The issue of land has dominated discourses, as well as practices of development in Zimbabwe and other African countries.
By Lazarus Sauti
The primary goal of land reform in Zimbabwe, for instance, has been and is still to redistribute land to black people without discrimination on the basis of gender, race and class.
However, women are still mistreated when it comes to access to land for residential, commercial and/or agricultural use.
In fact, they are vulnerable to abuse and sexual extortion.
Gamuchirai Chido Chiwere (36) from Chikomba District in Mashonaland East Province said she was forced by community leaders in her area to trade her precious body for a piece of land.
“Community leaders in my district demanded sex in exchange of a piece of land,” she told 263Chat.com.
What a shame?
Governance analyst, Farai Mutondoro, concurs that women in rural, urban and peri-urban areas in Zimbabwe are ‘sexploited’ for land by local authorities and land officers.
The Huairou Commission, a global coalition of grassroots women’s organisations, also affirmed that women in most, if not all, countries still face multiple sexual demands from police and local officials who control access to land.
“Marital status (in particular, if a woman is single, widowed or divorced) and other aspects of a woman’s identity that might entail discrimination exacerbate their vulnerability,” noted the commission.
Another recent study by Transparency International, a global civil society organisation leading the fight against corruption, also confirmed that the risk of sexual extortion in Zimbabwe is particularly high among single women and widows, who may be asked to trade sex against access to a small plot of land.
Senior international consultant with a background in international law and political studies, Michaela Raab, says sexual extortion for land is a form of corruption, which not only intensifies gender inequalities, but weakens women’s livelihoods and social standing and, ultimately, maintains poverty.
“Corruption in the land sector can take many forms such as traditions stopping women from inheriting land, bribery and sexual extortion by community leaders and land officials,” she said, adding that women experience and perceive corruption differently from men and are more vulnerable to sexual extortion due to their political, economic and social roles.
Raab, who also contributed to the Transparency International Women, Land and Corruption programme as an advisor and facilitator, said sexual extortion is different from corruption involving cash bribes and material gifts, in that it can have severe physical and mental health consequences, with survivors facing social exclusion.
“In sexual extortion, the currency of corruption is sexual harassment, rape and demands for sexual favours. This currency can cause irreversible psychological, as well as health consequences for individuals,” she said.
“As a form of gender-based violence (GBV),” adds gender equality campaigner, Hildah Matambo, “sexual extortion helps reinforce social norms that justify the violation of women’s human rights, especially if abusers remain unpunished.”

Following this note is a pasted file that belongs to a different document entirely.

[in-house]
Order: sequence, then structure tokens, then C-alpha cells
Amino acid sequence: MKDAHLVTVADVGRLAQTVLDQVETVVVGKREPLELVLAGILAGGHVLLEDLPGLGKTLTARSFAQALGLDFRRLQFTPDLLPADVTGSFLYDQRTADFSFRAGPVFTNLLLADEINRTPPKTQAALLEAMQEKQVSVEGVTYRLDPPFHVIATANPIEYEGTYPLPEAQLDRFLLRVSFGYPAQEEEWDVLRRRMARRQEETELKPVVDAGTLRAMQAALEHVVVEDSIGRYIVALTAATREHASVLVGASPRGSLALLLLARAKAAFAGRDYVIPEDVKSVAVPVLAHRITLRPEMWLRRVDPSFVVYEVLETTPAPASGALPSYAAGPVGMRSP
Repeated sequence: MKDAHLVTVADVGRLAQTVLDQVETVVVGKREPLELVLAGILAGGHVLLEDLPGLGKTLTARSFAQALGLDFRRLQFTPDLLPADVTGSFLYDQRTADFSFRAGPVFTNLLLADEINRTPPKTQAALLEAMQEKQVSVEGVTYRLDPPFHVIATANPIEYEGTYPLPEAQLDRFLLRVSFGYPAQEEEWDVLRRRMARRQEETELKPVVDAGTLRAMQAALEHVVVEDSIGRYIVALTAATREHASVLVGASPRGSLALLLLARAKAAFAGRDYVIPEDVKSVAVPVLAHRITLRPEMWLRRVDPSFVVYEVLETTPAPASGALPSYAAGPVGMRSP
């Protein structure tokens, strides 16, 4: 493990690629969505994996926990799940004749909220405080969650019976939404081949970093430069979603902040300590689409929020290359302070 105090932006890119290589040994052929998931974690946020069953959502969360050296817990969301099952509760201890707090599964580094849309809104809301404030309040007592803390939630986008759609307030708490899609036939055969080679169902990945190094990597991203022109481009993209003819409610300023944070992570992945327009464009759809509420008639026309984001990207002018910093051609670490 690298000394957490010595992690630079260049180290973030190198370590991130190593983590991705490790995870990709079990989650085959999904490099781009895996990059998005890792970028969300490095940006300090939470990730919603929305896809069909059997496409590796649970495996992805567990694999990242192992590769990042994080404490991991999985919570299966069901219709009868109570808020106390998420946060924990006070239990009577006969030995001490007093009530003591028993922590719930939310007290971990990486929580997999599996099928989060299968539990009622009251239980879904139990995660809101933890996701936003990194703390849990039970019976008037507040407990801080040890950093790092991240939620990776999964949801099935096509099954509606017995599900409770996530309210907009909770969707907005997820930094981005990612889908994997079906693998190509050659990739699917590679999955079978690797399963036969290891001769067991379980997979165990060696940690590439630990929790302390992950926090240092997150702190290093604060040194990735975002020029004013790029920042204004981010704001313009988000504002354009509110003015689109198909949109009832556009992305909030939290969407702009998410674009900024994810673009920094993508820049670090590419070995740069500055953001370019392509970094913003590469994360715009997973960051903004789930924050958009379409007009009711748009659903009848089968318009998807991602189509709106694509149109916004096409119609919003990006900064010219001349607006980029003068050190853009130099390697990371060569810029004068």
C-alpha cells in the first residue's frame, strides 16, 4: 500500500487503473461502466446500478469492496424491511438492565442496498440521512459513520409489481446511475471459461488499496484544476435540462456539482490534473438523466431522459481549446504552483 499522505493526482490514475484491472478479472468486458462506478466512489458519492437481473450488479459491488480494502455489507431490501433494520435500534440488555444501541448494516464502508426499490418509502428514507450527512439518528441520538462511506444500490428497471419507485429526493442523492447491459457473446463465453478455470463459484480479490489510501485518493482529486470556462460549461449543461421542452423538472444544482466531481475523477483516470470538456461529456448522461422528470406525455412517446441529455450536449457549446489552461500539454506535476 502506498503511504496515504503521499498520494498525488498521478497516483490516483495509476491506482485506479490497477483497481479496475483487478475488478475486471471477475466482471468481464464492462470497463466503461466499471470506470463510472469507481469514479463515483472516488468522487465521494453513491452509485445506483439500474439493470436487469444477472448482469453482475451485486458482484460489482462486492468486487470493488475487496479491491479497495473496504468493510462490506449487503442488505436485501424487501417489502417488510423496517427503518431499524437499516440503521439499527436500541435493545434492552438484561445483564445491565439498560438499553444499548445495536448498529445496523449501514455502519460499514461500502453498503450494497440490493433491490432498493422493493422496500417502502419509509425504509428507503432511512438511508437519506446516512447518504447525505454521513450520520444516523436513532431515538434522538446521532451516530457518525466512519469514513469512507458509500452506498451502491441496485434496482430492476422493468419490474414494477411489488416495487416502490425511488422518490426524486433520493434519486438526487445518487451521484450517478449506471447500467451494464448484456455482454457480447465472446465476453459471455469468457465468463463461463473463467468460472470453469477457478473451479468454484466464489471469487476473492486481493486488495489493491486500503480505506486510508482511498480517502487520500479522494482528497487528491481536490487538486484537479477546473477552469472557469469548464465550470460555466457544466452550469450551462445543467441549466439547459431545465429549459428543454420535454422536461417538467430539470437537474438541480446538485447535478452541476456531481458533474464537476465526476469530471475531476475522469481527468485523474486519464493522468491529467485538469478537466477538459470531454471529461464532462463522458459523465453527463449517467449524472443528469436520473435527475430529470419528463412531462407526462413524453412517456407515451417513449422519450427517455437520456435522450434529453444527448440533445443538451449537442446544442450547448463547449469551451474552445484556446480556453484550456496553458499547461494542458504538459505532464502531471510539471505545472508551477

Matambo also said that stigmatisation surrounding sexual extortion means such form of corruption is unlikely to be reported.
To fight this ‘cancer’ that is inhibiting gender equality and sustainable socio-economic progress in Zimbabwe, Mutondoro, who is currently working for the Transparency International Zimbabwe (TIZ) as a senior researcher and programmes coordinator, said his organisation is pushing a triangulated approach which involves working with members of the Fourth Estate.
“As TIZ, we are working with journalists,” he said. “We are involving them to gather, write and expose gender dynamics on land corruption.”
Mutondoro also said TIZ is engaging independent commissions such as the Zimbabwe Gender Commission, the Zimbabwe Anti Corruption Commission, as well as the Zimbabwe Human Rights Commission on sensitizing them on land corruption.
Gender expert, Daphne Jena, believes that resolving the problem should involve creating codes of conduct for the public sector, in addition to redefining “corruption” within existing anti-corruption efforts.
“This move will definitely bring the issue to the vanguard of dialogues and lessen the taboo around sexual extortion therefore enabling concrete efforts to come to fruition,” she said.
Jena added that women’s ownership to land should not be tied to their male relatives like husbands, fathers and brothers.
“A woman should be able to go to authorities and apply for land ownership without having to explain what her family owns. This means policy makers should simply revise the terms for land purchases to accommodate women with low incomes and those who are not even employed,” she said.
Development practitioner, Fortune Sakupwanya, says while awareness of land corruption as a observable fact has increased over recent years in the country, comprehending and recognition of how women are affected differently from men has been lacking.
He, therefore, urged the government and its development partners to recognise land corruption, particularly sexual extortion as a serious threat to women empowerment and livelihoods.
“Citizens should also report land corruption, resist paying bribes, as well as demand accountability from political and traditional leaders in land affairs,” he advised.